Once I commenced the interview process my perception changed rapidly and the thoroughness of the interview process (4 rounds in total) really inspired me.
I started to understand the dynamic nature of the Dubai Audit market.
Grant Thornton UAE was very supportive and once they expressed their intention to hire me, they spent a lot of time and effort addressing my relocation concerns.
In summary, I am very happy with the decision made to move to Dubai and very thankful to Grant Thornton UAE for the opportunity.
Scope of CA(SA) in the Middle East
The CA(SA) qualification is highly regarded in the Middle East.
Because of the challenges faced in the South African audit environment like client competence and stringent regulation, the training process prepares CA(SA)’s quite well.
The skills garnered through this process are highly aligned and thus sort after in the UAE, a developing market.
Semi-qualified CA(SA) also have a great scope in Dubai however you would need a minimum of 4 – 5 years of experience.
As auditing is a pretty universal industry I would suggest prospective candidates exploring opportunities with the same firm network with which they served their articles.
I would suggest securing a role from South Africa, as your employer would take care of the VISA process etc.
Dubai is a very easy country to relocate to. All the systems are in place making the transition very easy. The lifestyle is very similar to South Africa and relatively affordable.
From a family perspective, it was really easy to get approval from my parents and in-laws as Dubai is probably the closest international destination from South Africa out of Africa.
Traffic is not as bad as it seems and it is really a renters market at the moment.
As an auditor, it would be better to acquire a car and drive as opposed to relying on public transport. Anywhere within 20km of the office should not be an issue to commute daily.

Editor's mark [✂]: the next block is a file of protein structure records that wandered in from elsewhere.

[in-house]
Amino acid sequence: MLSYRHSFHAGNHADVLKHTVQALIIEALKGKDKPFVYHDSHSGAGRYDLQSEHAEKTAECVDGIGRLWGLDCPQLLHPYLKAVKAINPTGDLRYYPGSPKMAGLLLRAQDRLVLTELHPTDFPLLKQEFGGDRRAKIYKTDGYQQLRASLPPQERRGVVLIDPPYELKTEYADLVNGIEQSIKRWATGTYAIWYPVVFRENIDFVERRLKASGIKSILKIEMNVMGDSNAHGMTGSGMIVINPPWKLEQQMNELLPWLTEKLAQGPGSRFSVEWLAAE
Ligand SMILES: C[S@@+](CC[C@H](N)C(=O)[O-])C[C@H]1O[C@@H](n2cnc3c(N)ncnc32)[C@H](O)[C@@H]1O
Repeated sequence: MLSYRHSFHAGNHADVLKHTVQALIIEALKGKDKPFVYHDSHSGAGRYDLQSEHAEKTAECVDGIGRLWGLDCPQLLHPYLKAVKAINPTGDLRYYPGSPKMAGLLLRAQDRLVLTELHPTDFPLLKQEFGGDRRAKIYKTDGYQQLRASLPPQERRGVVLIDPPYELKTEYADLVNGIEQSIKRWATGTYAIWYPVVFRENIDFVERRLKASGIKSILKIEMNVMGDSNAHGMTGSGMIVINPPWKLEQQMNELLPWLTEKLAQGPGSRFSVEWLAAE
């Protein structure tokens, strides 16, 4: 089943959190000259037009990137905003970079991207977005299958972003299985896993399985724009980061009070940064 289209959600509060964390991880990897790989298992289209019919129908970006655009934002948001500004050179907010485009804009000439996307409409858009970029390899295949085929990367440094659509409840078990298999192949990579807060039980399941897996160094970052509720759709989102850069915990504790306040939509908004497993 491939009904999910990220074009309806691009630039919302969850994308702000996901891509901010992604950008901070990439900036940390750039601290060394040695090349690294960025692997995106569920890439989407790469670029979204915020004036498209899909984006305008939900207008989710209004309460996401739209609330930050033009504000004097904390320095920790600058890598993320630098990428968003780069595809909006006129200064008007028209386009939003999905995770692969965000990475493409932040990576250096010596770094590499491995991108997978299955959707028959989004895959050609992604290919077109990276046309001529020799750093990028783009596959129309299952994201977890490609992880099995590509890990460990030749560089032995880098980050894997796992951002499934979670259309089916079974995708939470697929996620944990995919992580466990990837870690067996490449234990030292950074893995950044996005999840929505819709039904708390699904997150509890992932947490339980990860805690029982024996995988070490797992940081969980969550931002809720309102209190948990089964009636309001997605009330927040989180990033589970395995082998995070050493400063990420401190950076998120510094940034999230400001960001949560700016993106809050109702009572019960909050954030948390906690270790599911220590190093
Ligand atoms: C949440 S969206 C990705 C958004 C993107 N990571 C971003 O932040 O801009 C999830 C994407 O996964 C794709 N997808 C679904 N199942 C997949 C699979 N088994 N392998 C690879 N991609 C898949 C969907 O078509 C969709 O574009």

Which profile is in great demand for CA(SA) in the UAE or the Middle East?
Audit senior associate is most in demand and typically Accounting firms look for candidates with 1 or 2 years post qualification experience.
Supervisor, Assistant Manager, and Manager roles are also sought after depending on your experience.
You can also apply for Accounting and Finance roles, depending on your area of interests.
CA is an excellent qualification.
Becoming a Chartered Accountant CA(SA) is your gateway to a challenging and exciting career, global mobility, flexibility, and good earning.
Qualifying as a CA does not automatically make you the CEO of a listed company, but it provides you with opportunities within which to prove your excellence and reach your goals through hard work and determination.
Articles/Traineeship can give bring your great learning and opportunities. It is really what YOU make of it as an individual.
You need solid motivation to pursue CA or for that matter anything in life.
My dad once told me a story of a doctor from his generation who qualified by studying with the interior light of his car because his shared living space was not conducive enough, this was my motivation – if he could do it so could I.
This always helped me stay motivated during tough times. So find your inspiration and strength.
Work hard, do your best effort and trust God Almighty – your destiny will follow.
I never had any intention of becoming a CA or moving to Dubai and here I am having the time of my life and absolutely thriving on every moment.
BONUS: Here are Some Advice to Overcome Failure and Get Success
Abhishek Bajaj, CA
“A few days before my CA Final exams (my third attempt) I had a family wedding to attend. I met the MD of a company I used to audit during my articles.
He offered me a job at his company in Bangkok. I was honoured but I told him that I am yet to pass my CA exams and maybe I am not the right one.
To my surprise, the MD replied – ‘We know you Abhishek, your degree will come sooner or later, we trust you and your knowledge. We need you and not your degree.”
“Presently I am a CFO running the Finance Department and life is good, however, this was not my story while growing up.
Life was hard back then. I grew up in a poor community. I had tough days however giving my studies importance and pursuing CA from SAICA changed my life forever.”
Taryn Raju, Chartered Accountant
“In my final year of Bachelors in Accounting, I went through some personal issues and ended a 5-year relationship which was honestly just as important as my CA dream.
Unfortunately, back then this breakup crushed me emotionally which affected my studies as well”.
Taran Kaur, PwC Middle East
“I discovered Transfer Pricing career, primarily because I ruled out the possibility of pursuing a CA/CPA degree.
Once I made up my mind that CA was not for me, I started looking out for other opportunities that were available.”
Now It’s Your Turn…
Do you find my journey motivating?
Do you have a similar story?
Would you like to know anything about the UAE market or CA in general?
Whatever is your question or story kindly comment below and let me know.
You can connect to Khaleel on LinkedIn at – Khaleel Essa CA (SA).